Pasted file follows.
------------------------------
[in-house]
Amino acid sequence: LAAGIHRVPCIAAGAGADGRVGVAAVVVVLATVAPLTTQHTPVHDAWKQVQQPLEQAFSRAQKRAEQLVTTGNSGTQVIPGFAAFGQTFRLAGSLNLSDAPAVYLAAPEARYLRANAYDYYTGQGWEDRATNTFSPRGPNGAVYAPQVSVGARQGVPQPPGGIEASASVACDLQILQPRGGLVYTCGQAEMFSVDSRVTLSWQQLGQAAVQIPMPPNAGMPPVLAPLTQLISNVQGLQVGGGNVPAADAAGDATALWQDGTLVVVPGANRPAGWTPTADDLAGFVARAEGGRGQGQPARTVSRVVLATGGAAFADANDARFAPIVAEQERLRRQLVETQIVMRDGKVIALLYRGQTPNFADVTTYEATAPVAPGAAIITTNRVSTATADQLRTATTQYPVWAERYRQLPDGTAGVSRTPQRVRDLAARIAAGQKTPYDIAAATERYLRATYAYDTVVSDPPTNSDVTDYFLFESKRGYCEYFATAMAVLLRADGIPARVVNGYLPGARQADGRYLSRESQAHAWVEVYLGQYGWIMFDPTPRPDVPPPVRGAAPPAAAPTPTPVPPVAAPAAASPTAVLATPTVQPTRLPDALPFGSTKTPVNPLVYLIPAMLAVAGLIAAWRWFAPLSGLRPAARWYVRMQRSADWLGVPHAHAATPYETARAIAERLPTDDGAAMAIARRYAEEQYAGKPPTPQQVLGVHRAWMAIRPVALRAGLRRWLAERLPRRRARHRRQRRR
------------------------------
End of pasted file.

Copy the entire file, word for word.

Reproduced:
[in-house]
Amino acid sequence: LAAGIHRVPCIAAGAGADGRVGVAAVVVVLATVAPLTTQHTPVHDAWKQVQQPLEQAFSRAQKRAEQLVTTGNSGTQVIPGFAAFGQTFRLAGSLNLSDAPAVYLAAPEARYLRANAYDYYTGQGWEDRATNTFSPRGPNGAVYAPQVSVGARQGVPQPPGGIEASASVACDLQILQPRGGLVYTCGQAEMFSVDSRVTLSWQQLGQAAVQIPMPPNAGMPPVLAPLTQLISNVQGLQVGGGNVPAADAAGDATALWQDGTLVVVPGANRPAGWTPTADDLAGFVARAEGGRGQGQPARTVSRVVLATGGAAFADANDARFAPIVAEQERLRRQLVETQIVMRDGKVIALLYRGQTPNFADVTTYEATAPVAPGAAIITTNRVSTATADQLRTATTQYPVWAERYRQLPDGTAGVSRTPQRVRDLAARIAAGQKTPYDIAAATERYLRATYAYDTVVSDPPTNSDVTDYFLFESKRGYCEYFATAMAVLLRADGIPARVVNGYLPGARQADGRYLSRESQAHAWVEVYLGQYGWIMFDPTPRPDVPPPVRGAAPPAAAPTPTPVPPVAAPAAASPTAVLATPTVQPTRLPDALPFGSTKTPVNPLVYLIPAMLAVAGLIAAWRWFAPLSGLRPAARWYVRMQRSADWLGVPHAHAATPYETARAIAERLPTDDGAAMAIARRYAEEQYAGKPPTPQQVLGVHRAWMAIRPVALRAGLRRWLAERLPRRRARHRRQRRR